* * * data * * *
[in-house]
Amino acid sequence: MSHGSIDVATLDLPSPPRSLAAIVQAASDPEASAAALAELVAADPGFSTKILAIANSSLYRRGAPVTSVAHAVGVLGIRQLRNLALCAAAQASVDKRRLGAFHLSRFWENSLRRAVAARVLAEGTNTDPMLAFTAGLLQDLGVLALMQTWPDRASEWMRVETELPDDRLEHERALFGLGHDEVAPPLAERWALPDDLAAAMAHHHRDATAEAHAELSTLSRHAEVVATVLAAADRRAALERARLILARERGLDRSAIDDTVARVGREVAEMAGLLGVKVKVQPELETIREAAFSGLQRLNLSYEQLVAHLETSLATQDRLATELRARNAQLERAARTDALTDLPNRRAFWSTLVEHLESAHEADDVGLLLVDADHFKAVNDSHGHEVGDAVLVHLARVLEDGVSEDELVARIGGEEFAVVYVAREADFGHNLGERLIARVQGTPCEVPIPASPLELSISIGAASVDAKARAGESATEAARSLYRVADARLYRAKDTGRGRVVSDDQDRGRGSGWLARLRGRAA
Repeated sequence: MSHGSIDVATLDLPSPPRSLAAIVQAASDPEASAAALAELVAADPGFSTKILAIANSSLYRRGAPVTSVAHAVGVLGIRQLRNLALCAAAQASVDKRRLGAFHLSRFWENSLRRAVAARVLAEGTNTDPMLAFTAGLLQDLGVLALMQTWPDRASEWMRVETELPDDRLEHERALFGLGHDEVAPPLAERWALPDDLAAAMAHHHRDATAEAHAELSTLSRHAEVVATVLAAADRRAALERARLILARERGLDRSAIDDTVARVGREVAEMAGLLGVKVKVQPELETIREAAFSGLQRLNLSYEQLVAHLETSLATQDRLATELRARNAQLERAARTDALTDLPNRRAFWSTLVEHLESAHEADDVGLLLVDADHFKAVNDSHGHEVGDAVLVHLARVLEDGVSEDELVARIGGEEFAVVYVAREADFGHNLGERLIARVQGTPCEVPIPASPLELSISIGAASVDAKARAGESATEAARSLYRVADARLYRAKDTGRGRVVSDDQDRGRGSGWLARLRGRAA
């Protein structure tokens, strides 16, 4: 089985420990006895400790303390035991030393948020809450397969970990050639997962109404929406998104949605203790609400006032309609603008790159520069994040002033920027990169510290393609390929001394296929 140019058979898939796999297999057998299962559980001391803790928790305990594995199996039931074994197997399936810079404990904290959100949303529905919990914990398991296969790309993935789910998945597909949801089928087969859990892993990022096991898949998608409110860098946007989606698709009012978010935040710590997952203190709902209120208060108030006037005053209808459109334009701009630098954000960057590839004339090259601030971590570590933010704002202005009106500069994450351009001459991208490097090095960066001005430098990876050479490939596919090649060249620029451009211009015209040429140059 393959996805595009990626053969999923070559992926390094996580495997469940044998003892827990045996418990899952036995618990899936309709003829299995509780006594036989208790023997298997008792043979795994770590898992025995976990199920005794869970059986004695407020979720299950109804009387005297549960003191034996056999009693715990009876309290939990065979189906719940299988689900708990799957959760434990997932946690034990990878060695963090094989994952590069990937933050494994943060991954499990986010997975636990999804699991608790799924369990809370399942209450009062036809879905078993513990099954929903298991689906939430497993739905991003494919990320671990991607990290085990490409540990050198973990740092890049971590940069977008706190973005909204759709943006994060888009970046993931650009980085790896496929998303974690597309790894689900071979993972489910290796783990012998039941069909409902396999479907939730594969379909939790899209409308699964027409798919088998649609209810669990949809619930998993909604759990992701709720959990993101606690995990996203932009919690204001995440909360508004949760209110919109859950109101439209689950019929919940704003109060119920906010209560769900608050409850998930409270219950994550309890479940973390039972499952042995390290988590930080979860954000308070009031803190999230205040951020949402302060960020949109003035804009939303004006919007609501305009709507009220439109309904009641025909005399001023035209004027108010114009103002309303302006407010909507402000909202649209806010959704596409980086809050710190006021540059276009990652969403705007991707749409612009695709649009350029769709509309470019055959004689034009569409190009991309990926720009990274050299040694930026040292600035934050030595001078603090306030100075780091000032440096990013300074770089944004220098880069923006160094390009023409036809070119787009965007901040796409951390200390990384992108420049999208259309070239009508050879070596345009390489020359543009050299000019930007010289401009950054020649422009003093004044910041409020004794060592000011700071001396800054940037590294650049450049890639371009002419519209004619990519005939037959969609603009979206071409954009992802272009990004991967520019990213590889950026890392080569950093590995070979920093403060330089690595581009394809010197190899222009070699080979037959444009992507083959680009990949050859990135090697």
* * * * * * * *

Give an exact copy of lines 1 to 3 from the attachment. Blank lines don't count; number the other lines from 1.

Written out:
[in-house]
Amino acid sequence: MSHGSIDVATLDLPSPPRSLAAIVQAASDPEASAAALAELVAADPGFSTKILAIANSSLYRRGAPVTSVAHAVGVLGIRQLRNLALCAAAQASVDKRRLGAFHLSRFWENSLRRAVAARVLAEGTNTDPMLAFTAGLLQDLGVLALMQTWPDRASEWMRVETELPDDRLEHERALFGLGHDEVAPPLAERWALPDDLAAAMAHHHRDATAEAHAELSTLSRHAEVVATVLAAADRRAALERARLILARERGLDRSAIDDTVARVGREVAEMAGLLGVKVKVQPELETIREAAFSGLQRLNLSYEQLVAHLETSLATQDRLATELRARNAQLERAARTDALTDLPNRRAFWSTLVEHLESAHEADDVGLLLVDADHFKAVNDSHGHEVGDAVLVHLARVLEDGVSEDELVARIGGEEFAVVYVAREADFGHNLGERLIARVQGTPCEVPIPASPLELSISIGAASVDAKARAGESATEAARSLYRVADARLYRAKDTGRGRVVSDDQDRGRGSGWLARLRGRAA
Repeated sequence: MSHGSIDVATLDLPSPPRSLAAIVQAASDPEASAAALAELVAADPGFSTKILAIANSSLYRRGAPVTSVAHAVGVLGIRQLRNLALCAAAQASVDKRRLGAFHLSRFWENSLRRAVAARVLAEGTNTDPMLAFTAGLLQDLGVLALMQTWPDRASEWMRVETELPDDRLEHERALFGLGHDEVAPPLAERWALPDDLAAAMAHHHRDATAEAHAELSTLSRHAEVVATVLAAADRRAALERARLILARERGLDRSAIDDTVARVGREVAEMAGLLGVKVKVQPELETIREAAFSGLQRLNLSYEQLVAHLETSLATQDRLATELRARNAQLERAARTDALTDLPNRRAFWSTLVEHLESAHEADDVGLLLVDADHFKAVNDSHGHEVGDAVLVHLARVLEDGVSEDELVARIGGEEFAVVYVAREADFGHNLGERLIARVQGTPCEVPIPASPLELSISIGAASVDAKARAGESATEAARSLYRVADARLYRAKDTGRGRVVSDDQDRGRGSGWLARLRGRAA